Vote on context manager syntax!

Hi Chapel community!

We want to add the context management statement to the language.
Over in this GitHub issue there's been some discussion about what
the syntax for context managers should look like, and we're currently
trying to settle on one of two forms:

// This form looks similar to the Python syntax that inspired it:
manage myManager() as myResource do
// This form flips the order of the manager and resource:
manage myResource from myManager() do

If you know what context managers are and have a preference for one of
the two forms above, feel free to leave a comment and a vote here!

The context manager statement comes from Python. It provides a way to
perform setup and teardown actions at the beginning and end of a
block with minimal boilerplate.

Here's what the statement looks like in Python:

with myManager() as myResource:

The syntax can be read as "with expression as identifier". The
myManager() expression following the with keyword returns a value
that is known as the "manager". The statement proceeds by calling a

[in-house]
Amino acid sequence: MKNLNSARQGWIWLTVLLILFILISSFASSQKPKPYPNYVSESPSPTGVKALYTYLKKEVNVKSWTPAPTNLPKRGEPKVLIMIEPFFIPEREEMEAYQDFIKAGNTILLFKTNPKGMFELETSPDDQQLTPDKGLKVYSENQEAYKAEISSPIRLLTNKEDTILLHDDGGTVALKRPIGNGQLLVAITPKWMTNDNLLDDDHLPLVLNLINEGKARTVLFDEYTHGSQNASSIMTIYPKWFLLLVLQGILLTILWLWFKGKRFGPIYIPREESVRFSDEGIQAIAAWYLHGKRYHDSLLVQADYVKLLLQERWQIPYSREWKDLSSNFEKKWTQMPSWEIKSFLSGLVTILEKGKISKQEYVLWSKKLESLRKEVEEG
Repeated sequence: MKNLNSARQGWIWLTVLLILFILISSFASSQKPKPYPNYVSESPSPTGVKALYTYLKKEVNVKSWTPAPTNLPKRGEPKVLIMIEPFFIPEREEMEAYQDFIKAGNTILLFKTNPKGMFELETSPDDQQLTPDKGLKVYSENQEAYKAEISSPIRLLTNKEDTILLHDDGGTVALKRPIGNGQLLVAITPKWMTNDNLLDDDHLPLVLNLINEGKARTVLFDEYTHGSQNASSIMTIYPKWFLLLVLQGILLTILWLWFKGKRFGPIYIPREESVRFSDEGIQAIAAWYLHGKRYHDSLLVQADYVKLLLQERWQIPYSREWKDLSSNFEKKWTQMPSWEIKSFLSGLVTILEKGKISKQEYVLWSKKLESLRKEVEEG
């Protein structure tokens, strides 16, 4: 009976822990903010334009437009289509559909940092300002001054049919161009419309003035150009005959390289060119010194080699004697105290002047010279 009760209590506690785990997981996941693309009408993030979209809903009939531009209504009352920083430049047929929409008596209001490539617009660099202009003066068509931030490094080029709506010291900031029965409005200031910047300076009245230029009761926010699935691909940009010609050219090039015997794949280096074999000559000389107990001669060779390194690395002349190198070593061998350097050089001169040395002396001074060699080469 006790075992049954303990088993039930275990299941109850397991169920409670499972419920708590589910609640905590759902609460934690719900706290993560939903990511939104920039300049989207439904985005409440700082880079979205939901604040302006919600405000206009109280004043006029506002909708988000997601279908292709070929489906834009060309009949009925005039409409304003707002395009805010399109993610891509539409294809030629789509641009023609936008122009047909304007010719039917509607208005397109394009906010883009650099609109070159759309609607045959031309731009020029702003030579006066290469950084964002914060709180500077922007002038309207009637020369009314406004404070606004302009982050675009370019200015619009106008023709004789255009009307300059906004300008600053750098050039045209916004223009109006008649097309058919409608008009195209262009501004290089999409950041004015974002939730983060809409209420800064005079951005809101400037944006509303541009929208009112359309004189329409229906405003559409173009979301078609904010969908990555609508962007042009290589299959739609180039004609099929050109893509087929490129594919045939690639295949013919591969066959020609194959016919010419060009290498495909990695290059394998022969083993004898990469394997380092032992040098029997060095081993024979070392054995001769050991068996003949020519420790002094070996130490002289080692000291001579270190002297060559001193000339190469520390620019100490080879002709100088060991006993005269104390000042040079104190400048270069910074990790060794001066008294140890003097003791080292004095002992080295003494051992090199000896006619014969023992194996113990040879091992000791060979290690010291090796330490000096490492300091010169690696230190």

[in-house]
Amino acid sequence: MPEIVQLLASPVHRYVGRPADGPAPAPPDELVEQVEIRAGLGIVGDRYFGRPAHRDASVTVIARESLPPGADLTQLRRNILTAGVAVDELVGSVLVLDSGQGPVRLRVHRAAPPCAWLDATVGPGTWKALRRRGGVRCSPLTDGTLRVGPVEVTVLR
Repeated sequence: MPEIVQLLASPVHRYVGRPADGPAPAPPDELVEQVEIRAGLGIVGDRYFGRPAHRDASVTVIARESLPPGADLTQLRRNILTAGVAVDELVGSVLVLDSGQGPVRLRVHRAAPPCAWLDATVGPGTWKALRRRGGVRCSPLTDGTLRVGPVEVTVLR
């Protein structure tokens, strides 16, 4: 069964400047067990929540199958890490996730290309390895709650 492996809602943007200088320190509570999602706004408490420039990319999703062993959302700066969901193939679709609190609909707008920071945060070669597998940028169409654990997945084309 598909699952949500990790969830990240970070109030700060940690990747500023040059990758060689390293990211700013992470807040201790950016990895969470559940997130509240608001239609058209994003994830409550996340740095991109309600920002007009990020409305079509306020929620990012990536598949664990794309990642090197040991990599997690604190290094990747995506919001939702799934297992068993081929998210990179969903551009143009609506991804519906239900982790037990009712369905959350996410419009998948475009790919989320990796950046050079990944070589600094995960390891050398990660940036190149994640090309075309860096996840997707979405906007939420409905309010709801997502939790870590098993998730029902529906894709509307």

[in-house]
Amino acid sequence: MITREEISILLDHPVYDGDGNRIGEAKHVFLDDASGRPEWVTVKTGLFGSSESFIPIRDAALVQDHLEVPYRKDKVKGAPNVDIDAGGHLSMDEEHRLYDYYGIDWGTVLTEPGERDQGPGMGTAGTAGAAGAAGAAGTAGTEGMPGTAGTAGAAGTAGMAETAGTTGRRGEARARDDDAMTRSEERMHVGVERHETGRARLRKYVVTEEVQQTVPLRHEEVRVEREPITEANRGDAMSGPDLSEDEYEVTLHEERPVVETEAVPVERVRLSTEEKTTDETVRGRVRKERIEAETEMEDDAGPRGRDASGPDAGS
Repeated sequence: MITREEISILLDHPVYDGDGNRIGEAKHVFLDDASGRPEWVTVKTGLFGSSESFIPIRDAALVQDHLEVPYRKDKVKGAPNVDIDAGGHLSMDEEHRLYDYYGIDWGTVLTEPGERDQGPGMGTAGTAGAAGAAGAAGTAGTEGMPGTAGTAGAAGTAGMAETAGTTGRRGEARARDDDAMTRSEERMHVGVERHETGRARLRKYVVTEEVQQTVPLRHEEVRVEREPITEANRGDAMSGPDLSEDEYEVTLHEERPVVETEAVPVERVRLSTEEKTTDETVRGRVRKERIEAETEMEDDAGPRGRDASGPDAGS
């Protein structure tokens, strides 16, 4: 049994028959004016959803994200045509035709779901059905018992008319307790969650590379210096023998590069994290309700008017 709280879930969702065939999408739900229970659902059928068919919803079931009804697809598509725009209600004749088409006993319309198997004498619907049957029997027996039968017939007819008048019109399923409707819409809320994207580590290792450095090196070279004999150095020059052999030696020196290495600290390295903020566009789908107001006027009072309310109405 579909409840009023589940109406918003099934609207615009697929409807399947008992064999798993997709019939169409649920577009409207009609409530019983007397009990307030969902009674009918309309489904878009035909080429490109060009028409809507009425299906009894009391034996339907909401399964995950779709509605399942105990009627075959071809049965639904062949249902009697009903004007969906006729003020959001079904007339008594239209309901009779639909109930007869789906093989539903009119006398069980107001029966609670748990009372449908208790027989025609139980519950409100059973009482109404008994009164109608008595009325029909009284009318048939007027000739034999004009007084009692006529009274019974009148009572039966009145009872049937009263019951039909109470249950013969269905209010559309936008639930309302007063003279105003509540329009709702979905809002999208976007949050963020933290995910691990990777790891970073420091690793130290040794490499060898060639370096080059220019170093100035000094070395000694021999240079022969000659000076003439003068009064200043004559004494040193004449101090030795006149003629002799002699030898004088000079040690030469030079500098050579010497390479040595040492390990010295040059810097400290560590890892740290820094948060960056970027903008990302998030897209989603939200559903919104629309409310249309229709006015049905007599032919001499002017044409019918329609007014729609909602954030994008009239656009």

special method called __enter__ on the manager. This method
may make some state changes, and then optionally return a resource.
The name myResource is used to refer to the "resource" returned by
__enter__ within the scope of the block.

When the managed block is exited, the statement will call __exit__
on the manager to let the manager perform any teardown actions. The
__exit__ method takes special arguments that let it interact nicely
with Python's exception handling.

A more detailed explanation of Python context managers can be read
here: 27. Context Managers — Python Tips 0.1 documentation

Context managers can be used to cleanly abstract a variety of different
patterns. [Note, the following examples are Chapel code using Python
syntax in order to avoid bias towards one of the syntax styles above.
We don't currently intend to adapt the Python syntax directly. None of
these examples work today.]

They can be used to automatically close a file at the end of
a block:

with open('file.txt', 'w') as myFile {
// The file is automatically closed when the block exits.

They can be used to time certain blocks of code:

var t = new Timer();
with t {
// The time spent executing the block is printed.

They can be used to protect certain resources with a lock:

var guardedInt = new MutexGuard(int);
forall i in 1..3 do
  // Lock the mutex and get an exclusive ref to the int.
  with guardedInt as x do
    x += i;
// This should print '6'.

As well as many other clever and creative patterns that can
be used to make developer lives easier.